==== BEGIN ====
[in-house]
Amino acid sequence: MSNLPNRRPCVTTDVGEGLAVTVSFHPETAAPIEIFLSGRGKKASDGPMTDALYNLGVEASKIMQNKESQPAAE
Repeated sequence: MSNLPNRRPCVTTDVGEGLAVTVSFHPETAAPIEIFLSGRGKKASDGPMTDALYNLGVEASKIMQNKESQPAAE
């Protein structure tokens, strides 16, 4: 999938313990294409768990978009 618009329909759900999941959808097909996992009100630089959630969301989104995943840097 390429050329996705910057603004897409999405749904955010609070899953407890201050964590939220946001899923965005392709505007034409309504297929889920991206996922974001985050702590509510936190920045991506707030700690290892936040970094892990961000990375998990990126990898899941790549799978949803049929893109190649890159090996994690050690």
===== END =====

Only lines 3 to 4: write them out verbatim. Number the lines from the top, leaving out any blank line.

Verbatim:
Repeated sequence: MSNLPNRRPCVTTDVGEGLAVTVSFHPETAAPIEIFLSGRGKKASDGPMTDALYNLGVEASKIMQNKESQPAAE
């Protein structure tokens, strides 16, 4: 999938313990294409768990978009 618009329909759900999941959808097909996992009100630089959630969301989104995943840097 390429050329996705910057603004897409999405749904955010609070899953407890201050964590939220946001899923965005392709505007034409309504297929889920991206996922974001985050702590509510936190920045991506707030700690290892936040970094892990961000990375998990990126990898899941790549799978949803049929893109190649890159090996994690050690």